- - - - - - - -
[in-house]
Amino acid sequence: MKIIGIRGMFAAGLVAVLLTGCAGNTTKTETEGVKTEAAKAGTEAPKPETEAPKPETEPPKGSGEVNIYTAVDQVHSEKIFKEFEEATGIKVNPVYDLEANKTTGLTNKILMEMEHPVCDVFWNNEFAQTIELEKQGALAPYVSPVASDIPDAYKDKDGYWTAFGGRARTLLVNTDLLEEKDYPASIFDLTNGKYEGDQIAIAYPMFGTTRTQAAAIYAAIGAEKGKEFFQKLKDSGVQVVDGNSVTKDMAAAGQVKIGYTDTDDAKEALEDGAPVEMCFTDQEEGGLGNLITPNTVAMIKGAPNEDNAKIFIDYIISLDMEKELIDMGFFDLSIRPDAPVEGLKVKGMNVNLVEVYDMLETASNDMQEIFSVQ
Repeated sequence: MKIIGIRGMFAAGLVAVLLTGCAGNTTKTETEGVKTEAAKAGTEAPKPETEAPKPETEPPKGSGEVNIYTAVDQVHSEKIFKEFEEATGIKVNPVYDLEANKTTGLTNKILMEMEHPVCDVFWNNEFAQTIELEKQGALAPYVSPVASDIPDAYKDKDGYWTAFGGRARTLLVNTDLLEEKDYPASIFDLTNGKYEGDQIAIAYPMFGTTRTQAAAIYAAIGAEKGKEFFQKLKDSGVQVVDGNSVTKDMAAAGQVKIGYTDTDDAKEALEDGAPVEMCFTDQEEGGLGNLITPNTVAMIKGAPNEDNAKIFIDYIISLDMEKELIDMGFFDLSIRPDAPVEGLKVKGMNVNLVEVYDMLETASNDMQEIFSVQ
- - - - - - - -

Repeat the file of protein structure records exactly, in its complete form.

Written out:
[in-house]
Amino acid sequence: MKIIGIRGMFAAGLVAVLLTGCAGNTTKTETEGVKTEAAKAGTEAPKPETEAPKPETEPPKGSGEVNIYTAVDQVHSEKIFKEFEEATGIKVNPVYDLEANKTTGLTNKILMEMEHPVCDVFWNNEFAQTIELEKQGALAPYVSPVASDIPDAYKDKDGYWTAFGGRARTLLVNTDLLEEKDYPASIFDLTNGKYEGDQIAIAYPMFGTTRTQAAAIYAAIGAEKGKEFFQKLKDSGVQVVDGNSVTKDMAAAGQVKIGYTDTDDAKEALEDGAPVEMCFTDQEEGGLGNLITPNTVAMIKGAPNEDNAKIFIDYIISLDMEKELIDMGFFDLSIRPDAPVEGLKVKGMNVNLVEVYDMLETASNDMQEIFSVQ
Repeated sequence: MKIIGIRGMFAAGLVAVLLTGCAGNTTKTETEGVKTEAAKAGTEAPKPETEAPKPETEPPKGSGEVNIYTAVDQVHSEKIFKEFEEATGIKVNPVYDLEANKTTGLTNKILMEMEHPVCDVFWNNEFAQTIELEKQGALAPYVSPVASDIPDAYKDKDGYWTAFGGRARTLLVNTDLLEEKDYPASIFDLTNGKYEGDQIAIAYPMFGTTRTQAAAIYAAIGAEKGKEFFQKLKDSGVQVVDGNSVTKDMAAAGQVKIGYTDTDDAKEALEDGAPVEMCFTDQEEGGLGNLITPNTVAMIKGAPNEDNAKIFIDYIISLDMEKELIDMGFFDLSIRPDAPVEGLKVKGMNVNLVEVYDMLETASNDMQEIFSVQ